I just want to start by saying if by some odd chance you’re the publisher of this book, you need to pay for better copy writers. There were quite a few mistakes in this novel in the text and maybe it was part of the ‘style’ but I really doubt it.
Although I’ve enjoyed reading both of the books in the Kane Chronicles so far, I still think it is the weakest of Riordan’s series. They’re definitely action packed and entertaining, but overall I just can’t truly appreciate the characters as much as I can in his other two series and I’m not sure why. Part of this I think comes from the style of the writing and the other part comes from the inability to identify with any of the minor characters. Although I think he did a better job with this book, it just didn’t click perfectly with me. However, don’t get me wrong it was still a fun read and I appreciated seeing Carter and Sadie grow and meeting new characters. I just wish there was more.
This novel picks up not long after the last novel, but there is A LOT of information that is never filled in and that drives me insane! This novel just sort of picks up and a lot of things have changed and it’s like you’re supposed to accept that and move on, which you have to do, because there’s no other way to get that information. Part of this comes from Riordan’s style of writing in that this novel is just a transcript of a tape he ‘discovered’ and that added to the personalities of Sadie and Carter this time, but it left so much information out like more information where the other magicians came from, what they’re doing and what they’re planning to do!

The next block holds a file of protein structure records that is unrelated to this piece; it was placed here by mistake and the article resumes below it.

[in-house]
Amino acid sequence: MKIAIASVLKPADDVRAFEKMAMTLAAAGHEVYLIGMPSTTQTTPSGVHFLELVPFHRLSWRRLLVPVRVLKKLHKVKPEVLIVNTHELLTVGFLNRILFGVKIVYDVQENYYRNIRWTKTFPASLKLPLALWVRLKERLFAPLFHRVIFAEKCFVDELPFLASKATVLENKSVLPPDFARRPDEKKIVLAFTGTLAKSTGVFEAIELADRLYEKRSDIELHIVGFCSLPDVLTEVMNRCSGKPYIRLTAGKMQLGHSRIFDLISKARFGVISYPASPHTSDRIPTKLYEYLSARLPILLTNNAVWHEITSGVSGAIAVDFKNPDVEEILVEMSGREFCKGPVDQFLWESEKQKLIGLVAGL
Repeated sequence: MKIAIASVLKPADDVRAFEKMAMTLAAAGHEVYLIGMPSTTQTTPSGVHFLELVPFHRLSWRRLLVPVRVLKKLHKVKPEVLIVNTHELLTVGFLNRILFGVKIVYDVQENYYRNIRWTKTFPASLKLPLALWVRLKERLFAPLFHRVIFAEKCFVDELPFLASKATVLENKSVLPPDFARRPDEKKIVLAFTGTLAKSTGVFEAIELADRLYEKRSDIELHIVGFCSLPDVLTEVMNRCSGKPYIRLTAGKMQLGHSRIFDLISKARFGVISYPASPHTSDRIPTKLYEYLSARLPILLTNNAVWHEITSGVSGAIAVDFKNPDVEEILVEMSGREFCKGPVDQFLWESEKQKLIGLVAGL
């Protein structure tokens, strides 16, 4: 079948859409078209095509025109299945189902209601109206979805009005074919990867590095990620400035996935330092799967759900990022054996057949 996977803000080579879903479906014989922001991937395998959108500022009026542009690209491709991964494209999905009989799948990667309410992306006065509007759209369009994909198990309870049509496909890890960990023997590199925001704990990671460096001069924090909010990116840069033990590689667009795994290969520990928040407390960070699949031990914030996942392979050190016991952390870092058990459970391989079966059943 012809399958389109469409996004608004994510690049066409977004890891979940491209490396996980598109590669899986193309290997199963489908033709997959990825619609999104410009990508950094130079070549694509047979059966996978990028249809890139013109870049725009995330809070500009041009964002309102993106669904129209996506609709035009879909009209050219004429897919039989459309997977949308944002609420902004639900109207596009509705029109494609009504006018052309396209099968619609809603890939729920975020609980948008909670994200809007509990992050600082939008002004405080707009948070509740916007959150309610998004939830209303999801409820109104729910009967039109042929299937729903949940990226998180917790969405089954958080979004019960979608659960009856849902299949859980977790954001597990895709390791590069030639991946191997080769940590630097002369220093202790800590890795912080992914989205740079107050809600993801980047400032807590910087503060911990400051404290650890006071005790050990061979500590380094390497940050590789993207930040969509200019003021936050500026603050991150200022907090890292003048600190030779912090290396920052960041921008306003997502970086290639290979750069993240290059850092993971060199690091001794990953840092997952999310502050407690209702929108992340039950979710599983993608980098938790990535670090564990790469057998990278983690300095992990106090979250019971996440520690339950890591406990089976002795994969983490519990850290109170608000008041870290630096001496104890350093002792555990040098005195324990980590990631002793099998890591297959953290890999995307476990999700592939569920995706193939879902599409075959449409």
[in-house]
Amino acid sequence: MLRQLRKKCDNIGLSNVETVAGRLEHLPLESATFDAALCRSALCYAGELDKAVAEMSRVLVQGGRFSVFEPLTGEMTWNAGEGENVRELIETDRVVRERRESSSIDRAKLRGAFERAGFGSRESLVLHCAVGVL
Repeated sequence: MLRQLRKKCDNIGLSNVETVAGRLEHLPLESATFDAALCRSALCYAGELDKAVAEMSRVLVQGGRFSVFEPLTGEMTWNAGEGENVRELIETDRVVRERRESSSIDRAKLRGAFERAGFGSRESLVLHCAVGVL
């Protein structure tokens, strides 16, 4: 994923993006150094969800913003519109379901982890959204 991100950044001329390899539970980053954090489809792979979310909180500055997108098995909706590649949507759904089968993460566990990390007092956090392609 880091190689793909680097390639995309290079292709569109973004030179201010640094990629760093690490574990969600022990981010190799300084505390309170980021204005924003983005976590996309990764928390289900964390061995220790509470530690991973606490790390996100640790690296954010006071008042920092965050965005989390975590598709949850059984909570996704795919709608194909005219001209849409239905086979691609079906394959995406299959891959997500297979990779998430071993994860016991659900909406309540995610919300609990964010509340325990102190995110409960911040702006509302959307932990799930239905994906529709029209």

While waiting on another book from the library I decided to request a copy of Blessed Isle from NetGalley. I had luck with the Tucker Springs series and wanted something light and fun to read and I wasn’t disappointed. This is my honest opinion and I received nothing in return.
This is how you write a romance novel! (To me at least.) There’s no rushing into things, there’s no the world is ours after 2-3 months (or shorter) and there’s plenty of conflict and potential heartbreak. Don’t get me wrong, there is a place for the Wham Bam style of romance novel, but they’re just not the type of love story I’m generally drawn to. In addition, there’s a subtlety about Beecroft’s writing and her efforts (and total success) at keeping the sex out of the book. In doing so she created a novel that was much less low-brow than you would assume and the focus was shifted to the love story and the time period, which really only adds to the story. And to top it off, Beercroft did a good job of building at least one sympathetic character,
“But one day, perhaps, when the world has grown kinder, this journal will be read by less jaundiced eyes. To them I will be able to say there was fidelity here, and love, and long-suffering sacrifice, and joy. To them I will be able to speak the truth.”
I received a copy of this via request on NetGalley and I am so happy I requested it. This is my honest opinion and I received nothing in return for it.